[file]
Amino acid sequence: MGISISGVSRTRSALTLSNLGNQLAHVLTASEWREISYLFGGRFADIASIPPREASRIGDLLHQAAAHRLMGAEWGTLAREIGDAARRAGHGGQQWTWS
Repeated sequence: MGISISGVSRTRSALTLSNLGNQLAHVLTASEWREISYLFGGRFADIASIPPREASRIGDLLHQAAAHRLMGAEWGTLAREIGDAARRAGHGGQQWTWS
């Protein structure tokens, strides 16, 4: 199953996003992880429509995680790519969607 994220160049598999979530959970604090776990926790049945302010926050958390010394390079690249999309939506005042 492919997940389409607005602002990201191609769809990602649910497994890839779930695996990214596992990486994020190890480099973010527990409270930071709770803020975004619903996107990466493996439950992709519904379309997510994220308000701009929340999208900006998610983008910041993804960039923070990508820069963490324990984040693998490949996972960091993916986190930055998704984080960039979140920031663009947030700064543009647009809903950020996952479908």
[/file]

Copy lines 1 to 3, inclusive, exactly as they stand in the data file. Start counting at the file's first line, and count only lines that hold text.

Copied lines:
Amino acid sequence: MGISISGVSRTRSALTLSNLGNQLAHVLTASEWREISYLFGGRFADIASIPPREASRIGDLLHQAAAHRLMGAEWGTLAREIGDAARRAGHGGQQWTWS
Repeated sequence: MGISISGVSRTRSALTLSNLGNQLAHVLTASEWREISYLFGGRFADIASIPPREASRIGDLLHQAAAHRLMGAEWGTLAREIGDAARRAGHGGQQWTWS
């Protein structure tokens, strides 16, 4: 199953996003992880429509995680790519969607 994220160049598999979530959970604090776990926790049945302010926050958390010394390079690249999309939506005042 492919997940389409607005602002990201191609769809990602649910497994890839779930695996990214596992990486994020190890480099973010527990409270930071709770803020975004619903996107990466493996439950992709519904379309997510994220308000701009929340999208900006998610983008910041993804960039923070990508820069963490324990984040693998490949996972960091993916986190930055998704984080960039979140920031663009947030700064543009647009809903950020996952479908």